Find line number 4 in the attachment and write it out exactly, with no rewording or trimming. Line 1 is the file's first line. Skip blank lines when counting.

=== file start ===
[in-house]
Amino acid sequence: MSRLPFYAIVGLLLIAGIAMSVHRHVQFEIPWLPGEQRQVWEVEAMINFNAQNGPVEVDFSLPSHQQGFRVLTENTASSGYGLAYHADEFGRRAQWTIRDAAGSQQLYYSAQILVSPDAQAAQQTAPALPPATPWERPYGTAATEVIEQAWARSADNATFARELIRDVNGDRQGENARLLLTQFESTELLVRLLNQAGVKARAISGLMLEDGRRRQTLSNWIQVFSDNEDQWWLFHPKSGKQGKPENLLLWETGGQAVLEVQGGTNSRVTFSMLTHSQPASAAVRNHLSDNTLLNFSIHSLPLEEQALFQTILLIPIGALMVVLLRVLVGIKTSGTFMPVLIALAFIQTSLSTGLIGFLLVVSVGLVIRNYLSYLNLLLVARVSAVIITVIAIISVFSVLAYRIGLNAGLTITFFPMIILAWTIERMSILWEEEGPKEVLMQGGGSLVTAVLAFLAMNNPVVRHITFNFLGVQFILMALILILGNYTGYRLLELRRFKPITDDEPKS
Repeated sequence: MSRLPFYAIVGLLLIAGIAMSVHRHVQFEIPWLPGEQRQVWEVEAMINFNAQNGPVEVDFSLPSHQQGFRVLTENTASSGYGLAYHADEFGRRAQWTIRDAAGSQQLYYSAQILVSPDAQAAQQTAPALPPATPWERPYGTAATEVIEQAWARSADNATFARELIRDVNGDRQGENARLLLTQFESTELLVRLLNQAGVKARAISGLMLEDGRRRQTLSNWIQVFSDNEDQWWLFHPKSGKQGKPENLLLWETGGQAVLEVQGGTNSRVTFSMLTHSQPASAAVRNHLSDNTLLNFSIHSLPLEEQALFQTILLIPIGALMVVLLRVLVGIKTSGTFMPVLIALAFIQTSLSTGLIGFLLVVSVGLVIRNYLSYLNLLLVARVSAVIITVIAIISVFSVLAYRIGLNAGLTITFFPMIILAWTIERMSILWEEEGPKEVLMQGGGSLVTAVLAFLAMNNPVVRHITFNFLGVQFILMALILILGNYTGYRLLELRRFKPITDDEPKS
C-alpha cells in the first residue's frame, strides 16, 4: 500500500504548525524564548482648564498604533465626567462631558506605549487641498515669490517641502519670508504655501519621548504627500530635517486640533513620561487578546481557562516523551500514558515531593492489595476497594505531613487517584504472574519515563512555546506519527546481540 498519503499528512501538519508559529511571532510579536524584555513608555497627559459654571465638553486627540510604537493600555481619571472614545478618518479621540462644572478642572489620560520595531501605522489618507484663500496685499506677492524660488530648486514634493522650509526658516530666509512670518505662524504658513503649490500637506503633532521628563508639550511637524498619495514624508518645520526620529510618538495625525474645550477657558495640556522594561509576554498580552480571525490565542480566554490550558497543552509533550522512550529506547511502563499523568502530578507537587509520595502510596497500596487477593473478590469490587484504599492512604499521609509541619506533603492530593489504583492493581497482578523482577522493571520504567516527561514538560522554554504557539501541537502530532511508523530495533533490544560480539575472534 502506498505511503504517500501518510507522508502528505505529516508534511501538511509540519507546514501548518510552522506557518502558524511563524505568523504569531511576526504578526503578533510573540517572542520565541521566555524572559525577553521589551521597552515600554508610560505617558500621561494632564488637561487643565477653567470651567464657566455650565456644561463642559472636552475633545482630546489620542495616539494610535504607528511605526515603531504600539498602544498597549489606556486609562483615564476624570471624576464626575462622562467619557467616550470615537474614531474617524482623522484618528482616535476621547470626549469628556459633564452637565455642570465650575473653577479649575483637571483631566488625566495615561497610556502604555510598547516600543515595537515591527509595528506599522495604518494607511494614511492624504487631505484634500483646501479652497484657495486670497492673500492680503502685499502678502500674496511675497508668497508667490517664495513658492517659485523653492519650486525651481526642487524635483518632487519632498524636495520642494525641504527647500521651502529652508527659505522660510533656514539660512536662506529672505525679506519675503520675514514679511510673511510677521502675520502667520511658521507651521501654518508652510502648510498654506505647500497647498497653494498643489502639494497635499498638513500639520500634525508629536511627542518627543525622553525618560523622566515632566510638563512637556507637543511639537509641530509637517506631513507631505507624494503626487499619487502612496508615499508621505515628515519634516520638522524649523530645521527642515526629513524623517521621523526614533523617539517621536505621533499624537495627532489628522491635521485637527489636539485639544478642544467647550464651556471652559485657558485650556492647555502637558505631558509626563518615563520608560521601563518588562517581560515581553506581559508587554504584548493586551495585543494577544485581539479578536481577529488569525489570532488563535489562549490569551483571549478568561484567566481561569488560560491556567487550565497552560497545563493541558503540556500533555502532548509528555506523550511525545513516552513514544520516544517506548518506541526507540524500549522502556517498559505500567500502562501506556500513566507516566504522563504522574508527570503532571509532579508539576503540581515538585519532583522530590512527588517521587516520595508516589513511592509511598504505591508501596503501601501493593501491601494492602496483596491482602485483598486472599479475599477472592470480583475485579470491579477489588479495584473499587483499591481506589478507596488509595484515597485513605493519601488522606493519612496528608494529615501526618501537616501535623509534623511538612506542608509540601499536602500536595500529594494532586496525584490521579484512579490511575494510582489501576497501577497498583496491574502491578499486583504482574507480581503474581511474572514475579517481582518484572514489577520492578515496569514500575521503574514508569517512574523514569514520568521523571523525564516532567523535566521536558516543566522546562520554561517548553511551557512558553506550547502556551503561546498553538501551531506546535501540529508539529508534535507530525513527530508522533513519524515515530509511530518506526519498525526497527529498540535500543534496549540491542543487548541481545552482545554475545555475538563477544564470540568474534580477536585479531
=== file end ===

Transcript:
C-alpha cells in the first residue's frame, strides 16, 4: 500500500504548525524564548482648564498604533465626567462631558506605549487641498515669490517641502519670508504655501519621548504627500530635517486640533513620561487578546481557562516523551500514558515531593492489595476497594505531613487517584504472574519515563512555546506519527546481540 498519503499528512501538519508559529511571532510579536524584555513608555497627559459654571465638553486627540510604537493600555481619571472614545478618518479621540462644572478642572489620560520595531501605522489618507484663500496685499506677492524660488530648486514634493522650509526658516530666509512670518505662524504658513503649490500637506503633532521628563508639550511637524498619495514624508518645520526620529510618538495625525474645550477657558495640556522594561509576554498580552480571525490565542480566554490550558497543552509533550522512550529506547511502563499523568502530578507537587509520595502510596497500596487477593473478590469490587484504599492512604499521609509541619506533603492530593489504583492493581497482578523482577522493571520504567516527561514538560522554554504557539501541537502530532511508523530495533533490544560480539575472534 502506498505511503504517500501518510507522508502528505505529516508534511501538511509540519507546514501548518510552522506557518502558524511563524505568523504569531511576526504578526503578533510573540517572542520565541521566555524572559525577553521589551521597552515600554508610560505617558500621561494632564488637561487643565477653567470651567464657566455650565456644561463642559472636552475633545482630546489620542495616539494610535504607528511605526515603531504600539498602544498597549489606556486609562483615564476624570471624576464626575462622562467619557467616550470615537474614531474617524482623522484618528482616535476621547470626549469628556459633564452637565455642570465650575473653577479649575483637571483631566488625566495615561497610556502604555510598547516600543515595537515591527509595528506599522495604518494607511494614511492624504487631505484634500483646501479652497484657495486670497492673500492680503502685499502678502500674496511675497508668497508667490517664495513658492517659485523653492519650486525651481526642487524635483518632487519632498524636495520642494525641504527647500521651502529652508527659505522660510533656514539660512536662506529672505525679506519675503520675514514679511510673511510677521502675520502667520511658521507651521501654518508652510502648510498654506505647500497647498497653494498643489502639494497635499498638513500639520500634525508629536511627542518627543525622553525618560523622566515632566510638563512637556507637543511639537509641530509637517506631513507631505507624494503626487499619487502612496508615499508621505515628515519634516520638522524649523530645521527642515526629513524623517521621523526614533523617539517621536505621533499624537495627532489628522491635521485637527489636539485639544478642544467647550464651556471652559485657558485650556492647555502637558505631558509626563518615563520608560521601563518588562517581560515581553506581559508587554504584548493586551495585543494577544485581539479578536481577529488569525489570532488563535489562549490569551483571549478568561484567566481561569488560560491556567487550565497552560497545563493541558503540556500533555502532548509528555506523550511525545513516552513514544520516544517506548518506541526507540524500549522502556517498559505500567500502562501506556500513566507516566504522563504522574508527570503532571509532579508539576503540581515538585519532583522530590512527588517521587516520595508516589513511592509511598504505591508501596503501601501493593501491601494492602496483596491482602485483598486472599479475599477472592470480583475485579470491579477489588479495584473499587483499591481506589478507596488509595484515597485513605493519601488522606493519612496528608494529615501526618501537616501535623509534623511538612506542608509540601499536602500536595500529594494532586496525584490521579484512579490511575494510582489501576497501577497498583496491574502491578499486583504482574507480581503474581511474572514475579517481582518484572514489577520492578515496569514500575521503574514508569517512574523514569514520568521523571523525564516532567523535566521536558516543566522546562520554561517548553511551557512558553506550547502556551503561546498553538501551531506546535501540529508539529508534535507530525513527530508522533513519524515515530509511530518506526519498525526497527529498540535500543534496549540491542543487548541481545552482545554475545555475538563477544564470540568474534580477536585479531